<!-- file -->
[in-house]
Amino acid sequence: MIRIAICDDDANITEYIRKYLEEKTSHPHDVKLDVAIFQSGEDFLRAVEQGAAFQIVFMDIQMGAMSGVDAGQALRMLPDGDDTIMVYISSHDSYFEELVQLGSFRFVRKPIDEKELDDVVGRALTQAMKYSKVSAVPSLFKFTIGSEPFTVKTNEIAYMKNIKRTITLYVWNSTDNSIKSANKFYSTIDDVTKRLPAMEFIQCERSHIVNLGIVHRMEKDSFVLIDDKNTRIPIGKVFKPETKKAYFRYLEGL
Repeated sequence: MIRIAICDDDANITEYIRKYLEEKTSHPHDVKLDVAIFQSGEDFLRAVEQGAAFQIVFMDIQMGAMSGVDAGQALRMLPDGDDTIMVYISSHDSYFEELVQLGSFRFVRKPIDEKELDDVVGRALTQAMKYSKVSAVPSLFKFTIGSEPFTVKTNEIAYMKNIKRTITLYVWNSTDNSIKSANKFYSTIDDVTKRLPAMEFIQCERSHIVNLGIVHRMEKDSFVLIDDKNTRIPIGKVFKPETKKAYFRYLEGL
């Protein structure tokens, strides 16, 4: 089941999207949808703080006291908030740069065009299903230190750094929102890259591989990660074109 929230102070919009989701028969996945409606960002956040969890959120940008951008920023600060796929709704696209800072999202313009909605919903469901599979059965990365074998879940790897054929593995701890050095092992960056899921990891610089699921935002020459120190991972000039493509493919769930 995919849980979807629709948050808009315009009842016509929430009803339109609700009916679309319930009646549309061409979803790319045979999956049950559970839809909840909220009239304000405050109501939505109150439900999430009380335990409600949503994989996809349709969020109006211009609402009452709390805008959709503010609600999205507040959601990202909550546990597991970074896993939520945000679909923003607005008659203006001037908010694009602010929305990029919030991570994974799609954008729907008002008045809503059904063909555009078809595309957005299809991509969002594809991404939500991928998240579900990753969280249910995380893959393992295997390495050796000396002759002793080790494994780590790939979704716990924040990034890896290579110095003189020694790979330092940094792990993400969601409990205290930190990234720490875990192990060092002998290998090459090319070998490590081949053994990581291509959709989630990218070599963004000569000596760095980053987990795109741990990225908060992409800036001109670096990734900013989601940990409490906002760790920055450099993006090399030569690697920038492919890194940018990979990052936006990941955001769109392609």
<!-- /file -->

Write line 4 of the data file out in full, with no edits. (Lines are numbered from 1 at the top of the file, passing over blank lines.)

């Protein structure tokens, strides 16, 4: 089941999207949808703080006291908030740069065009299903230190750094929102890259591989990660074109 929230102070919009989701028969996945409606960002956040969890959120940008951008920023600060796929709704696209800072999202313009909605919903469901599979059965990365074998879940790897054929593995701890050095092992960056899921990891610089699921935002020459120190991972000039493509493919769930 995919849980979807629709948050808009315009009842016509929430009803339109609700009916679309319930009646549309061409979803790319045979999956049950559970839809909840909220009239304000405050109501939505109150439900999430009380335990409600949503994989996809349709969020109006211009609402009452709390805008959709503010609600999205507040959601990202909550546990597991970074896993939520945000679909923003607005008659203006001037908010694009602010929305990029919030991570994974799609954008729907008002008045809503059904063909555009078809595309957005299809991509969002594809991404939500991928998240579900990753969280249910995380893959393992295997390495050796000396002759002793080790494994780590790939979704716990924040990034890896290579110095003189020694790979330092940094792990993400969601409990205290930190990234720490875990192990060092002998290998090459090319070998490590081949053994990581291509959709989630990218070599963004000569000596760095980053987990795109741990990225908060992409800036001109670096990734900013989601940990409490906002760790920055450099993006090399030569690697920038492919890194940018990979990052936006990941955001769109392609």